Although we intended to use him for the home construction pending a nicely completed fence, we couldn’t move forward with his team due to a lack of trust.

Thankfully, we had a brother that brought in a small team to finish the fence, and build the 14-foot gates during our next visit in 2016.

The 14-foot rolling gates on both ends of the fence were nicely made in our absence shortly after our next visit in 2016. Linda’s brother oversaw the creation and installation and this helped us to gain trust in his team of local builders. Now that the fence was completed, we could concentrate on construction of the home.

You can see that to date, we have used a combination of options 1 and 2 above to get where we are, with mixed results.

Project 2: The Palapa (2017)

We were happy with how the gates turned out in our absence, so we decided that our July 2017 trip would be a great time to test the same team with construction of a small palapa in the back yard (see site plan above).

By doing so, we could see most of the carpentry and construction skills necessary to build our home.  We also could see how the team worked with Quidi, Linda’s brother, and if we could be confident the job would get done under his supervision.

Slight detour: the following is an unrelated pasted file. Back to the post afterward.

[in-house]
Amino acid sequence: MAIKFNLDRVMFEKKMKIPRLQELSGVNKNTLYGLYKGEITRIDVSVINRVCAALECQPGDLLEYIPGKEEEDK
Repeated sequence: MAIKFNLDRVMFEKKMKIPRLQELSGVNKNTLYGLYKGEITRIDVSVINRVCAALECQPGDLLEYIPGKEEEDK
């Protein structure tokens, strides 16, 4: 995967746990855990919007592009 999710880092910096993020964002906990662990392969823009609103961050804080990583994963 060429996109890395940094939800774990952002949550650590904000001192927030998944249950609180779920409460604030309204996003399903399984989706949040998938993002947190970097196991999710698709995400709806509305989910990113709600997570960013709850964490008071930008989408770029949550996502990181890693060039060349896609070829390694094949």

We had a crude drawing of the palapa and only had a few requirements:

  • It had to have a concrete base and utilize a contractor’s grade zinc roof.
  • It also needed to be 6-sided with room for a fire hearth for outdoor cooking as well as Linda’s hammock.
  • We also wanted it done before we left back home two week’s later.

We met with Quidi when we got to Belize in July. We shared our duplex plans and our crude hand drawing of the palapa and left him to design it. We knew he had designed a number of homes in the past.

Quidi is a smart, capable guy who knows how to deal with a team and has all the skills to oversee the construction of our duplex. He lives only 6 blocks away from our land, so we are confident he will pay close attention during the construction process.

While he designed the palapa, we used a day to meet with two other possible contractors.